When Blockchain technology is mentioned, the first thing that comes to mind is cryptocurrency—Bitcoin. Lately a lot of excitement has been around Tesla buying bitcoins worth $1.5 billion and offering to accept payments through bitcoins for its products leading to prices of cryptocurrencies soaring as well as speculations on what next. Cryptocurrency has been viewed as a distant possibility for corporates to adopt on a large scale until now. However, following the example of Elon Musk, in the medium term, perhaps HR managers may want to explore the possibility of using cryptocurrency as the mode of payment for its payroll.
While currencies are relatively stable in developed countries, in countries where the currency is devalued or the banking systems are not reliable, companies that operate globally and hire workers from such countries could use cryptocurrency that is centred around blockchain technology and thus attract more talent to meet the business requirements. Processing of payroll involving employees in overseas locations is cumbersome as it involves intermediary banks, fluctuations in exchange rates and the long lead times required to confirm payments. Blockchain application could make payroll processing more efficient by establishing the chain of actions and approvals required and enabling the final trigger for payment release thus reducing the time and effort involved in payroll processing.
Blockchain could overcome the challenges in verification of the work done by contract and gig workers and expedite their payments using smart contracts on the basis of established criteria for payments to be made. This would also help in the avoidance of frauds and fake invoicing.
Blockchain technology is built around blocks of records containing an encrypted record of the most recent network-validated operations, as well as of all the operations contained in all previous blocks. This eliminates the need for creating multiple individual ledgers and having a central authority for approval as the participants in the network would have identical copies of the records that are encrypted.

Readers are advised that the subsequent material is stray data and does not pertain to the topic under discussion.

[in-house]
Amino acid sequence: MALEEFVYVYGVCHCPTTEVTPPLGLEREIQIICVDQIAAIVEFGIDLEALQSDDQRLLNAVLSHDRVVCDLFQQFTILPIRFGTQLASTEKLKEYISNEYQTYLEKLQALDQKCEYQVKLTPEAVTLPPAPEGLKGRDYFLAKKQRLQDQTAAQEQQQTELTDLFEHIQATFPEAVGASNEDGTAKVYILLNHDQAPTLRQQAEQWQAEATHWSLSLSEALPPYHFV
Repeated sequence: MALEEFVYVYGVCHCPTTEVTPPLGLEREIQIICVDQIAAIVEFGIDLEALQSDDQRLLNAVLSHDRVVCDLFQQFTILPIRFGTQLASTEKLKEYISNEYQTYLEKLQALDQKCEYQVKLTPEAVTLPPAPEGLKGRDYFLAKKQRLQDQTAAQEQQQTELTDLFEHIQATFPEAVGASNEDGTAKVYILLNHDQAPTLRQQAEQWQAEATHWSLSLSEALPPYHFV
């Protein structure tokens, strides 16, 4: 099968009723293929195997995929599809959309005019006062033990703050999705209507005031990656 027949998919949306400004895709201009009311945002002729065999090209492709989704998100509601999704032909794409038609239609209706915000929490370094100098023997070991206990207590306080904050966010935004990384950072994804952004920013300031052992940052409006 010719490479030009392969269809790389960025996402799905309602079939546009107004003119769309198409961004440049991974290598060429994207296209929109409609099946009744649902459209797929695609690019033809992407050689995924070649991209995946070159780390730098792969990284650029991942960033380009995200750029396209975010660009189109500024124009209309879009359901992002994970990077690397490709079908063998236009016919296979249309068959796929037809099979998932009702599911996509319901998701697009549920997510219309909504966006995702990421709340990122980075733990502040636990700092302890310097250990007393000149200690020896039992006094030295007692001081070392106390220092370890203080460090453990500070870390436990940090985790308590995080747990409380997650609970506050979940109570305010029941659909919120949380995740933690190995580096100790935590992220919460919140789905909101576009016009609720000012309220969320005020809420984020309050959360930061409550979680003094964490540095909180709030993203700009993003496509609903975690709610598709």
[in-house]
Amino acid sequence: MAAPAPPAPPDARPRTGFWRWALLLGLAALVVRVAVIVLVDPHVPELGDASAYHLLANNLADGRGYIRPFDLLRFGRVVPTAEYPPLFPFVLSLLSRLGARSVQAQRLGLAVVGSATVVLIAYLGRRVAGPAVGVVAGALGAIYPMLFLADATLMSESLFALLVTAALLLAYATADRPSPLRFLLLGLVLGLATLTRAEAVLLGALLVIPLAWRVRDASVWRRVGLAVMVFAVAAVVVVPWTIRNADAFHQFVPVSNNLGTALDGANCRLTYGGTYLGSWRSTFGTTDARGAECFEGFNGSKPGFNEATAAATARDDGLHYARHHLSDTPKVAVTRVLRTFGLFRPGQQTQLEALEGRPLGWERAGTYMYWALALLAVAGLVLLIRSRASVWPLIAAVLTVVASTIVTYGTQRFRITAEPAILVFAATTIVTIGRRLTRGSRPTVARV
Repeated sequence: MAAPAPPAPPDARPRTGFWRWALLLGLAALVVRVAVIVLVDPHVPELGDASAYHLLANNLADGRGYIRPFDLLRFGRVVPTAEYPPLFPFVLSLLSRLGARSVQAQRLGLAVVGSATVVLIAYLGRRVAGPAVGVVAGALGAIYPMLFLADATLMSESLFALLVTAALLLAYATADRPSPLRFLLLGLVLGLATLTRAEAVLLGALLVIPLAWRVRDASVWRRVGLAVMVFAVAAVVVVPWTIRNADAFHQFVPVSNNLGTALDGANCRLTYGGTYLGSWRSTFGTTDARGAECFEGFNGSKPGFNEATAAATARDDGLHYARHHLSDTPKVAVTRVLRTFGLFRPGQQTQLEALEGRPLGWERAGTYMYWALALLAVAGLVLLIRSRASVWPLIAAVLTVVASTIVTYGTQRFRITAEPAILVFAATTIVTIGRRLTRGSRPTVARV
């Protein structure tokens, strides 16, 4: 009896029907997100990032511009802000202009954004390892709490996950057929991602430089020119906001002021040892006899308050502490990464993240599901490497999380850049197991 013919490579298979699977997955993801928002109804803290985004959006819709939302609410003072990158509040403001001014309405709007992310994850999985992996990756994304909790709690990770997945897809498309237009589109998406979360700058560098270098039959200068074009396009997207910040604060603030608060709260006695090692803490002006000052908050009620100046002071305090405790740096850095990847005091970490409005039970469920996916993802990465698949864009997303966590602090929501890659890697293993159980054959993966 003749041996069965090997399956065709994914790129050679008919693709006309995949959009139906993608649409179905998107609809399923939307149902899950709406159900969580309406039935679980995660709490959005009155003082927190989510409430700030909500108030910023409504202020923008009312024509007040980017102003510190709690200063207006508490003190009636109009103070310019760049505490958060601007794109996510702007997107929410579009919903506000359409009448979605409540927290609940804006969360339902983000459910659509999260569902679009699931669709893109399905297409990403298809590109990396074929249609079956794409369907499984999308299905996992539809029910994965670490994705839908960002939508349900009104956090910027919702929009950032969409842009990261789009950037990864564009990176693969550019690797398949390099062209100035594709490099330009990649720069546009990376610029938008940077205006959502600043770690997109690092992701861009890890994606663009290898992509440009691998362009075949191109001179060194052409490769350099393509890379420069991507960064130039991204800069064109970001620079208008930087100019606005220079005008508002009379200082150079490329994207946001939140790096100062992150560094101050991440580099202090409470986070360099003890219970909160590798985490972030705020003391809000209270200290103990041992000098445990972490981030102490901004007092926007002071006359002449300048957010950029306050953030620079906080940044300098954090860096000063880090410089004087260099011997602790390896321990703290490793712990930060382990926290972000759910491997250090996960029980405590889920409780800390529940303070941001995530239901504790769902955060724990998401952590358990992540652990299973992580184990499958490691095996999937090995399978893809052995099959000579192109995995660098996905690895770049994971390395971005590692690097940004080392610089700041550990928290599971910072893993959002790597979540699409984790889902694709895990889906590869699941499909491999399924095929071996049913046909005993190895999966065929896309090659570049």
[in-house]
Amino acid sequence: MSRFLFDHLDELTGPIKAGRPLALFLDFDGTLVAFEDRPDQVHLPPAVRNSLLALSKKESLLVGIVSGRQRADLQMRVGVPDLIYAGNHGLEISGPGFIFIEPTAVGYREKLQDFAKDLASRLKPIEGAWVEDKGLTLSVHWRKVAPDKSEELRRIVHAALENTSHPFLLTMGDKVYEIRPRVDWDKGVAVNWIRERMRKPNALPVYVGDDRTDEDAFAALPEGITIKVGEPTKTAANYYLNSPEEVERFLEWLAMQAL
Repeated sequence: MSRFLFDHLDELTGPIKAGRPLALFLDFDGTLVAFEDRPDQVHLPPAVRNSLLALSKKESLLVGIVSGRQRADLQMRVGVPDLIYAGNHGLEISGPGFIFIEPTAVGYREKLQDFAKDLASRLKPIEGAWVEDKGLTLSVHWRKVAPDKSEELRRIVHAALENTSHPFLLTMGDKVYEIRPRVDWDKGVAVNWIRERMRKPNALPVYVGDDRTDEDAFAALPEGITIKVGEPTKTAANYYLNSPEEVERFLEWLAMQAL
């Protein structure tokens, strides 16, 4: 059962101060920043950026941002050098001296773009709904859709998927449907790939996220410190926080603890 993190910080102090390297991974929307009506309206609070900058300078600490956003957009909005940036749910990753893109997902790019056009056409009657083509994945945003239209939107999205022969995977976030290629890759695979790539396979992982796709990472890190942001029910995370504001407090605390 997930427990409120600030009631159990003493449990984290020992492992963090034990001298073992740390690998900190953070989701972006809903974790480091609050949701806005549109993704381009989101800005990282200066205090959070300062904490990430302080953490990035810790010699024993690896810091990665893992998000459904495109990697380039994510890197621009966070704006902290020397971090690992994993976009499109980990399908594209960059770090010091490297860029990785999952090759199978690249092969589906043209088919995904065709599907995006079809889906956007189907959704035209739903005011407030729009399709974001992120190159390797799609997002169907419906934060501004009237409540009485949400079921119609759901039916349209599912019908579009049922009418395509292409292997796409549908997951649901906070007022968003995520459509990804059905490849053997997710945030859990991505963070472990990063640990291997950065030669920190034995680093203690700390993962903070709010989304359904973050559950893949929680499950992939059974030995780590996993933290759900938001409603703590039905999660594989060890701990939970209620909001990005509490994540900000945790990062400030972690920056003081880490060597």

Cybercrime has been one of the main concerns of all companies. With the adoption of blockchain technology, criminals would find it difficult to hack the system as the records are decentralised. Therefore with the data no longer being stored in a single place and all changes needing verification and authorisation, it is now possible to almost eliminate data attacks.
Another area where blockchain can be significantly beneficial for HR managers is in the area of recruitment. If employee records were stored on the blockchain and the permissions to access their records such as academic qualifications, employment history, references, etc., is provided to the potential employers, both employers and the candidate will be on the same page and it would be possible to ensure authentication and expedite the hiring process.
Just as AI and advanced analytics —once seen as an unlikely tool for HR but now an essential backbone for every function; blockchain is also likely to soon become part of the core architecture of businesses. Hence it would be of advantage for HR managers to be aware of technology and its the potential use cases including the emerging applications being developed by the startups.
The writer is chairperson, Global Talent Track, a corporate training solutions company